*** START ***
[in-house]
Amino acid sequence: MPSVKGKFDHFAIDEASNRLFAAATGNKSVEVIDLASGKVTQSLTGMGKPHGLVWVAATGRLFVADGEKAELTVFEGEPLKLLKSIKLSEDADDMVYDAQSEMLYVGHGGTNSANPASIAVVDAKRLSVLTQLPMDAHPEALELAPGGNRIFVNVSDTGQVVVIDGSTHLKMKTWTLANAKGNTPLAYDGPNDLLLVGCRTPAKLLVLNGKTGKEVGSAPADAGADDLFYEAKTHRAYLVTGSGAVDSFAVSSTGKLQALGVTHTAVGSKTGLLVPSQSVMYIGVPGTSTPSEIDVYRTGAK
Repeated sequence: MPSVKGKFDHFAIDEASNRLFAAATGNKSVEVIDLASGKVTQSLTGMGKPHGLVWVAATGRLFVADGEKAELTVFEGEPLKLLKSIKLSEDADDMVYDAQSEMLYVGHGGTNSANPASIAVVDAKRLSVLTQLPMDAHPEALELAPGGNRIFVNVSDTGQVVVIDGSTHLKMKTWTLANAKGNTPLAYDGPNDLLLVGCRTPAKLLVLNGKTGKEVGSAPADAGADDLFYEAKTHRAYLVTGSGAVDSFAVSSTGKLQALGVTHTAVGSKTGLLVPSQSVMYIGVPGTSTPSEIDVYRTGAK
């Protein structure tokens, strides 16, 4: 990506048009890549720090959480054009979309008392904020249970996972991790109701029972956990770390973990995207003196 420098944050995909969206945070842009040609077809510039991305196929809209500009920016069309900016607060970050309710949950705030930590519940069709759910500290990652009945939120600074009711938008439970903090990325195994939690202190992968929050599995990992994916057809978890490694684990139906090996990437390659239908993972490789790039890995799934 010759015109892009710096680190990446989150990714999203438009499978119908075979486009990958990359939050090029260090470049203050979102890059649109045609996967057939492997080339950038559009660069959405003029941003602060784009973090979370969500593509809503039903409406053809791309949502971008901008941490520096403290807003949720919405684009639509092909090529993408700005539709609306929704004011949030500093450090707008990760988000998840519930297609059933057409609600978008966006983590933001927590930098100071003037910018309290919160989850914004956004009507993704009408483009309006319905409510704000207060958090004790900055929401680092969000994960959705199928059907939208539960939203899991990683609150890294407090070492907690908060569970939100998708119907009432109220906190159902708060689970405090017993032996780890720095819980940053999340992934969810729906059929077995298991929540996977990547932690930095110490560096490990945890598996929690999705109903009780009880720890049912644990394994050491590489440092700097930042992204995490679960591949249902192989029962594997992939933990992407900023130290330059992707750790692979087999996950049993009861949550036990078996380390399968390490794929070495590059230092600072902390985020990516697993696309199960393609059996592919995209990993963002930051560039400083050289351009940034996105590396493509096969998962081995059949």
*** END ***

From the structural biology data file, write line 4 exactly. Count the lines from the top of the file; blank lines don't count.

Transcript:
């Protein structure tokens, strides 16, 4: 990506048009890549720090959480054009979309008392904020249970996972991790109701029972956990770390973990995207003196 420098944050995909969206945070842009040609077809510039991305196929809209500009920016069309900016607060970050309710949950705030930590519940069709759910500290990652009945939120600074009711938008439970903090990325195994939690202190992968929050599995990992994916057809978890490694684990139906090996990437390659239908993972490789790039890995799934 010759015109892009710096680190990446989150990714999203438009499978119908075979486009990958990359939050090029260090470049203050979102890059649109045609996967057939492997080339950038559009660069959405003029941003602060784009973090979370969500593509809503039903409406053809791309949502971008901008941490520096403290807003949720919405684009639509092909090529993408700005539709609306929704004011949030500093450090707008990760988000998840519930297609059933057409609600978008966006983590933001927590930098100071003037910018309290919160989850914004956004009507993704009408483009309006319905409510704000207060958090004790900055929401680092969000994960959705199928059907939208539960939203899991990683609150890294407090070492907690908060569970939100998708119907009432109220906190159902708060689970405090017993032996780890720095819980940053999340992934969810729906059929077995298991929540996977990547932690930095110490560096490990945890598996929690999705109903009780009880720890049912644990394994050491590489440092700097930042992204995490679960591949249902192989029962594997992939933990992407900023130290330059992707750790692979087999996950049993009861949550036990078996380390399968390490794929070495590059230092600072902390985020990516697993696309199960393609059996592919995209990993963002930051560039400083050289351009940034996105590396493509096969998962081995059949």